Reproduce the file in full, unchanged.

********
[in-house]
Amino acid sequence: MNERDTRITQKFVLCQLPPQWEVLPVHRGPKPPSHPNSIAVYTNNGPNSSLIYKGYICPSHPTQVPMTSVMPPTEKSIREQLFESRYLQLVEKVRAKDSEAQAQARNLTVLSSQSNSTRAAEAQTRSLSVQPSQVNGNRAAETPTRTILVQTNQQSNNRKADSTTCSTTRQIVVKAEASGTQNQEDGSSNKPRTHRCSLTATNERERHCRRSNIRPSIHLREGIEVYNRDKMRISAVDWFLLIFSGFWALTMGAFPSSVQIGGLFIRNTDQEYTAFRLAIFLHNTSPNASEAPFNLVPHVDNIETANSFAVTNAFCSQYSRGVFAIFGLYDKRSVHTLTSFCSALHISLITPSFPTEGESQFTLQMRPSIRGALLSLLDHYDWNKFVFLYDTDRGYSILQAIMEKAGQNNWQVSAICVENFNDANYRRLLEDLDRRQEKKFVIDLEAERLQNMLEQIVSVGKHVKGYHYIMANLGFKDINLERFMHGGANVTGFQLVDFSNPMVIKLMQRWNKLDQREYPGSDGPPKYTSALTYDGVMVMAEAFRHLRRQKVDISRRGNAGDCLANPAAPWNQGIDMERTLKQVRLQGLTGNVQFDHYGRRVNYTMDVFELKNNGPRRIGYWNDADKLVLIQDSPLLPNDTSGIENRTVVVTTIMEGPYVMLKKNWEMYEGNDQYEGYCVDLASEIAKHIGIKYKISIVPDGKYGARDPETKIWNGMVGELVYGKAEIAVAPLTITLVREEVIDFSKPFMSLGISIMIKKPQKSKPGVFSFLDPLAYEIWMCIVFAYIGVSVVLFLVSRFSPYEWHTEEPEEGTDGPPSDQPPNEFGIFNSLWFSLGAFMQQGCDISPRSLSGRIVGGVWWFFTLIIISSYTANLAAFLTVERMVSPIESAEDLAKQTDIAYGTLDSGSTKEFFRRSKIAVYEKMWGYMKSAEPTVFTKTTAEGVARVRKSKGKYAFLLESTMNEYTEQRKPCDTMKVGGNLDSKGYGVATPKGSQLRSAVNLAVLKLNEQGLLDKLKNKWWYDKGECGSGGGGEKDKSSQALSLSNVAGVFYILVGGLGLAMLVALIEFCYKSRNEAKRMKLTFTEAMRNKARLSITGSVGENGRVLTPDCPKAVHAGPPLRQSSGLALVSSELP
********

[in-house]
Amino acid sequence: MNERDTRITQKFVLCQLPPQWEVLPVHRGPKPPSHPNSIAVYTNNGPNSSLIYKGYICPSHPTQVPMTSVMPPTEKSIREQLFESRYLQLVEKVRAKDSEAQAQARNLTVLSSQSNSTRAAEAQTRSLSVQPSQVNGNRAAETPTRTILVQTNQQSNNRKADSTTCSTTRQIVVKAEASGTQNQEDGSSNKPRTHRCSLTATNERERHCRRSNIRPSIHLREGIEVYNRDKMRISAVDWFLLIFSGFWALTMGAFPSSVQIGGLFIRNTDQEYTAFRLAIFLHNTSPNASEAPFNLVPHVDNIETANSFAVTNAFCSQYSRGVFAIFGLYDKRSVHTLTSFCSALHISLITPSFPTEGESQFTLQMRPSIRGALLSLLDHYDWNKFVFLYDTDRGYSILQAIMEKAGQNNWQVSAICVENFNDANYRRLLEDLDRRQEKKFVIDLEAERLQNMLEQIVSVGKHVKGYHYIMANLGFKDINLERFMHGGANVTGFQLVDFSNPMVIKLMQRWNKLDQREYPGSDGPPKYTSALTYDGVMVMAEAFRHLRRQKVDISRRGNAGDCLANPAAPWNQGIDMERTLKQVRLQGLTGNVQFDHYGRRVNYTMDVFELKNNGPRRIGYWNDADKLVLIQDSPLLPNDTSGIENRTVVVTTIMEGPYVMLKKNWEMYEGNDQYEGYCVDLASEIAKHIGIKYKISIVPDGKYGARDPETKIWNGMVGELVYGKAEIAVAPLTITLVREEVIDFSKPFMSLGISIMIKKPQKSKPGVFSFLDPLAYEIWMCIVFAYIGVSVVLFLVSRFSPYEWHTEEPEEGTDGPPSDQPPNEFGIFNSLWFSLGAFMQQGCDISPRSLSGRIVGGVWWFFTLIIISSYTANLAAFLTVERMVSPIESAEDLAKQTDIAYGTLDSGSTKEFFRRSKIAVYEKMWGYMKSAEPTVFTKTTAEGVARVRKSKGKYAFLLESTMNEYTEQRKPCDTMKVGGNLDSKGYGVATPKGSQLRSAVNLAVLKLNEQGLLDKLKNKWWYDKGECGSGGGGEKDKSSQALSLSNVAGVFYILVGGLGLAMLVALIEFCYKSRNEAKRMKLTFTEAMRNKARLSITGSVGENGRVLTPDCPKAVHAGPPLRQSSGLALVSSELP